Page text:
“You are a Finalist in our 2016 Toyota Prius Giveaway!” trumpets the letter.
Notice: They’ve never tried contacting me before, but along with the Washington DC return address, the “Final Attempt” makes the letter seem more urgent.
Cute electronic gizmo and a scratch-off number. Any bets as to whether the numbers match? Pull the tab, scratch the number:
What a surprise!
So I’m guaranteed to win one of those four fabulous prizes. Let’s look at the odds of winning on the fine print:
- Prius: 1:180,000
- Plasma TV: 1:180,000
- Apple iPad Air: 1:180,000
- Cruse: 179,997:180,000
If you’ve taken 9th-grade math, you know that it’s a sure thing you’ll be walking away from this experience with a cruise (valued up to $1,900.00).
This promotion is run by “Book and Sea,” a travel club that is using this promotion to “introduce their services.”
When I called the number, the young lady launched into her pitch and told me I’d be winning one of these great prizes, plus up to a $100.00 WalMart gift card. I asked her which prize I had won, and she said that I would only find out about that at the presentation. At this point I hung up.
Based on comments found on the web, it’s just another tired clone of Global Travel Network, about which I have already written:
“It is a 90 minute presentation you must listen to about a travel club and the discount they can give you (after you pay the fee for the membership). The idea is very interesting and the price was about $11,000 for a life time membership and an additional $300 per year fee. If you are interested I would suggest you play the game and say no to them first because they will come down drastically with the dollar amount that you would end up paying . At the end we got our salesman to give us the same deal for $3,775 and he was going to throw in two additional tickets for the cruise. We did not make the purchase however several people did at full price. We walked out with a gift card to walmart, which when I call to et the balance was only $5.00.”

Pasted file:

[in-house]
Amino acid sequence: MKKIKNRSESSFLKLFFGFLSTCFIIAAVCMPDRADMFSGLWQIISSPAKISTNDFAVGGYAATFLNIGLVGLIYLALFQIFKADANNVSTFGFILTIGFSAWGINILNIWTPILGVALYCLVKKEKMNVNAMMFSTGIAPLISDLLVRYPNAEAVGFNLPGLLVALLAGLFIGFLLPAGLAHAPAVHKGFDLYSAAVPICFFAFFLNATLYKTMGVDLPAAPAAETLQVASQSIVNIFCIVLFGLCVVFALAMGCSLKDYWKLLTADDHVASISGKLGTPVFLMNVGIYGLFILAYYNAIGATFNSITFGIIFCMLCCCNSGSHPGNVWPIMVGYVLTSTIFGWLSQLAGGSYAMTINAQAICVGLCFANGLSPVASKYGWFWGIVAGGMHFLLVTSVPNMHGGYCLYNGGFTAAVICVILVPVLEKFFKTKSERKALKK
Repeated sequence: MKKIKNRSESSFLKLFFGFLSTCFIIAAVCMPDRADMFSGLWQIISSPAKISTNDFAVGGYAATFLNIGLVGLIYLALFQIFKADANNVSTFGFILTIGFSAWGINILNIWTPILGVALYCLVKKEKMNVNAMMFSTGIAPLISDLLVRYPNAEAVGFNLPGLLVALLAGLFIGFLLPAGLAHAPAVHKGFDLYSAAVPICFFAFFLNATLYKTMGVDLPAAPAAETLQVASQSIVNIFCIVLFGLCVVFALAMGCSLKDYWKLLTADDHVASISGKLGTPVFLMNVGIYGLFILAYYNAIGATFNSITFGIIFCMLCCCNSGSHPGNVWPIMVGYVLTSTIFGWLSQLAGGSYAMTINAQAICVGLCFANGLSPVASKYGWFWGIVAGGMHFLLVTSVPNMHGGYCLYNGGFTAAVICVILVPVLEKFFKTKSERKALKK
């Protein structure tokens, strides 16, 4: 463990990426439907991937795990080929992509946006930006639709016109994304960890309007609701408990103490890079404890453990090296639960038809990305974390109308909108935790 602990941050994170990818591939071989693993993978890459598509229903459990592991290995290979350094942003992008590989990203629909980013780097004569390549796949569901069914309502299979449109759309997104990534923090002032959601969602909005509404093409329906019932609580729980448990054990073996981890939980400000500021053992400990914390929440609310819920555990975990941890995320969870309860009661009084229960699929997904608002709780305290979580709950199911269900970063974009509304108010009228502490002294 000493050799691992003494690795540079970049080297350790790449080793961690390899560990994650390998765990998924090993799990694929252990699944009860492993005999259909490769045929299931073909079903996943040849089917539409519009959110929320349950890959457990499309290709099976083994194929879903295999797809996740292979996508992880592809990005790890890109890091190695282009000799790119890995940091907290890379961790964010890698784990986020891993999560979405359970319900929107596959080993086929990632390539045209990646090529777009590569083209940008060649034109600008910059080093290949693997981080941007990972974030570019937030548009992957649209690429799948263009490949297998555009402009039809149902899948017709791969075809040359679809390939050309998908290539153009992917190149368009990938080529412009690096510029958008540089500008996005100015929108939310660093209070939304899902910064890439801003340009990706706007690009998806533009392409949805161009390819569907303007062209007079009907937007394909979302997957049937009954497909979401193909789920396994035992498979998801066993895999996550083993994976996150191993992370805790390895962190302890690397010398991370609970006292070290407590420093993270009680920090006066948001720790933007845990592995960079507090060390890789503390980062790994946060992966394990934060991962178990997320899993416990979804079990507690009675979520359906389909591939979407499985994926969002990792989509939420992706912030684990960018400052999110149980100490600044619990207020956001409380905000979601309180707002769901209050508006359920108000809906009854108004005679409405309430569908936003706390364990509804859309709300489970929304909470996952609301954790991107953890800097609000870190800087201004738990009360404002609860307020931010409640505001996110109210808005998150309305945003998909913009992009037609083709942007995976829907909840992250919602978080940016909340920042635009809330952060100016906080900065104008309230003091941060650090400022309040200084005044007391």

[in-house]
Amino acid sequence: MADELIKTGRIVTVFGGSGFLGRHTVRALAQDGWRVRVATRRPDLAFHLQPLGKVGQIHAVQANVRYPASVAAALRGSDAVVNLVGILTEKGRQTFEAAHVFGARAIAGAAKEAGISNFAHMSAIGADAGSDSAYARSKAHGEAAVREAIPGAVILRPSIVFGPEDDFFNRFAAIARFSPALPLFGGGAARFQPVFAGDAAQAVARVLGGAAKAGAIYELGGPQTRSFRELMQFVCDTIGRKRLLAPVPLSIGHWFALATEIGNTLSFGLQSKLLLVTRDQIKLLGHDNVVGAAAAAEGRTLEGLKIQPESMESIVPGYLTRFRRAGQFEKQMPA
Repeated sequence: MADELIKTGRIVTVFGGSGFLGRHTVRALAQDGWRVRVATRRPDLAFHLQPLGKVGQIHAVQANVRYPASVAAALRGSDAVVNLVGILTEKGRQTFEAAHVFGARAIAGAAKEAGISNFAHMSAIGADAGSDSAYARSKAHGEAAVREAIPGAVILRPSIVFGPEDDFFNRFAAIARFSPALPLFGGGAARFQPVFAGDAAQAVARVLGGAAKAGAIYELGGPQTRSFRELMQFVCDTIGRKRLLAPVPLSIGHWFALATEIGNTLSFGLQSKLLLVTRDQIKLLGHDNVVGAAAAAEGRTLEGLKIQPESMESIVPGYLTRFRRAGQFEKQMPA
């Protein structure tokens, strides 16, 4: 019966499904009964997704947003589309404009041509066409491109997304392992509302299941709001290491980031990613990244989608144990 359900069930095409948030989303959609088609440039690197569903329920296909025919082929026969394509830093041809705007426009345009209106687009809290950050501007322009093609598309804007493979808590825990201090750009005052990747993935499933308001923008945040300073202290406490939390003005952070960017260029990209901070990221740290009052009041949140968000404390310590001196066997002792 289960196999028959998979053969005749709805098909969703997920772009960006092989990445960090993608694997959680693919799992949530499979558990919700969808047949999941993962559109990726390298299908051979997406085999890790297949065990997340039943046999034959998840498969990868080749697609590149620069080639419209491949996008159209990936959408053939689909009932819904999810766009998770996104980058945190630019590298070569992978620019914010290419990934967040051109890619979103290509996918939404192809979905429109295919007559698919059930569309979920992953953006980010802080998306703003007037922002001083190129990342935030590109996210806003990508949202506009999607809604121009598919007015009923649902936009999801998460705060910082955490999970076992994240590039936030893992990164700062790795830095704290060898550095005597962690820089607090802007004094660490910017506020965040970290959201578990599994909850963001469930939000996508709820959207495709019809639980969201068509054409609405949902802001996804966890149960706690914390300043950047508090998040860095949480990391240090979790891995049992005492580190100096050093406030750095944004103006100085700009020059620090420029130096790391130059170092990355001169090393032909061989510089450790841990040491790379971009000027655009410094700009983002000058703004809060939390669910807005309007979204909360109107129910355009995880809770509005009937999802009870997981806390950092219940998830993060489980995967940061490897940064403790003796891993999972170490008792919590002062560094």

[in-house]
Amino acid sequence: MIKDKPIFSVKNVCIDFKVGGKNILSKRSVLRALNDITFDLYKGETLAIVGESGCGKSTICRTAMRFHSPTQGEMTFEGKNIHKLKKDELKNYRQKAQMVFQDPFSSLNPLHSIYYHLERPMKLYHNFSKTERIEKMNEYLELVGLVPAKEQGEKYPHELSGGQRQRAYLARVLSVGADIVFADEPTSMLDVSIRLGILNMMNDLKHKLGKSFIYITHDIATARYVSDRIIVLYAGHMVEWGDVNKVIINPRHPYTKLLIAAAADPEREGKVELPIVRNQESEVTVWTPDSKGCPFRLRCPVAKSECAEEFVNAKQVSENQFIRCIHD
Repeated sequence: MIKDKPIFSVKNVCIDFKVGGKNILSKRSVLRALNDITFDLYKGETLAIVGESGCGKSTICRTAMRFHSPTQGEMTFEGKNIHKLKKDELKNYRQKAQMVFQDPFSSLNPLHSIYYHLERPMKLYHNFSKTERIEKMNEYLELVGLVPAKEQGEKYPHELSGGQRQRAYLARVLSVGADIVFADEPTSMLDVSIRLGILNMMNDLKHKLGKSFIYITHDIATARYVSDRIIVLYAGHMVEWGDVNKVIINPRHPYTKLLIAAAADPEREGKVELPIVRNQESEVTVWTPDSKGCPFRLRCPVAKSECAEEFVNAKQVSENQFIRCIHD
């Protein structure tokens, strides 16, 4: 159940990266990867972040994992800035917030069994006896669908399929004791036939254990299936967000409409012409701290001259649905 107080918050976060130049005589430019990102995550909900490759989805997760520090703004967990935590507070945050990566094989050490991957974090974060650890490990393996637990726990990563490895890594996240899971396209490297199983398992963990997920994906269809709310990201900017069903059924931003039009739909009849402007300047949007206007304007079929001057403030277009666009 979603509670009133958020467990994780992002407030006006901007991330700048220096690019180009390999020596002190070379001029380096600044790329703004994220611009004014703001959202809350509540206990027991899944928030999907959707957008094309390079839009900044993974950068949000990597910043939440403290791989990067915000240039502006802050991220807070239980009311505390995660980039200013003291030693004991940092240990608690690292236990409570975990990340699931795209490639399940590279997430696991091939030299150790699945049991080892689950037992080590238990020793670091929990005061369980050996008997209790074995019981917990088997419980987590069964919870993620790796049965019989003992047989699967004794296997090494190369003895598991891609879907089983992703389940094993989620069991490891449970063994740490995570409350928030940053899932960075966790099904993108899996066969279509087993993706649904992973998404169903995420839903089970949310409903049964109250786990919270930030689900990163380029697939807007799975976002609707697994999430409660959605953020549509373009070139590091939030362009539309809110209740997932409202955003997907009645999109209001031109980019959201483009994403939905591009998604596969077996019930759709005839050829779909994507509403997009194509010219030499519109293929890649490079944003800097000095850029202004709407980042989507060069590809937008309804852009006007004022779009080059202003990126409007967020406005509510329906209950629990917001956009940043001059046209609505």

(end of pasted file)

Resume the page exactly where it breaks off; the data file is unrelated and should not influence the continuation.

According to the letter, the odds for the $100.00 gift card are 4:180,000, meaning everyone else gets a measly five bucks.
These drones are targeting married couples with a combined income of over $60,000. As I wrote about in my previous post, even the cruise is no “prize” – by the time you pay taxes and other activation fees, you could probably find a flight and cruise as cheaply by yourself on the internet. So if they can sucker three or four couples per presentation to drop $11,000 plus a $300 per year maintenance fee, handing out these worthless cruises and gift cards makes the whole operation a pretty sweet racket.
Stay away from such scummy operators. Anyone who advertises their services with such reckless deception has the morals of a honey badger.
The Old Wolf has spoken.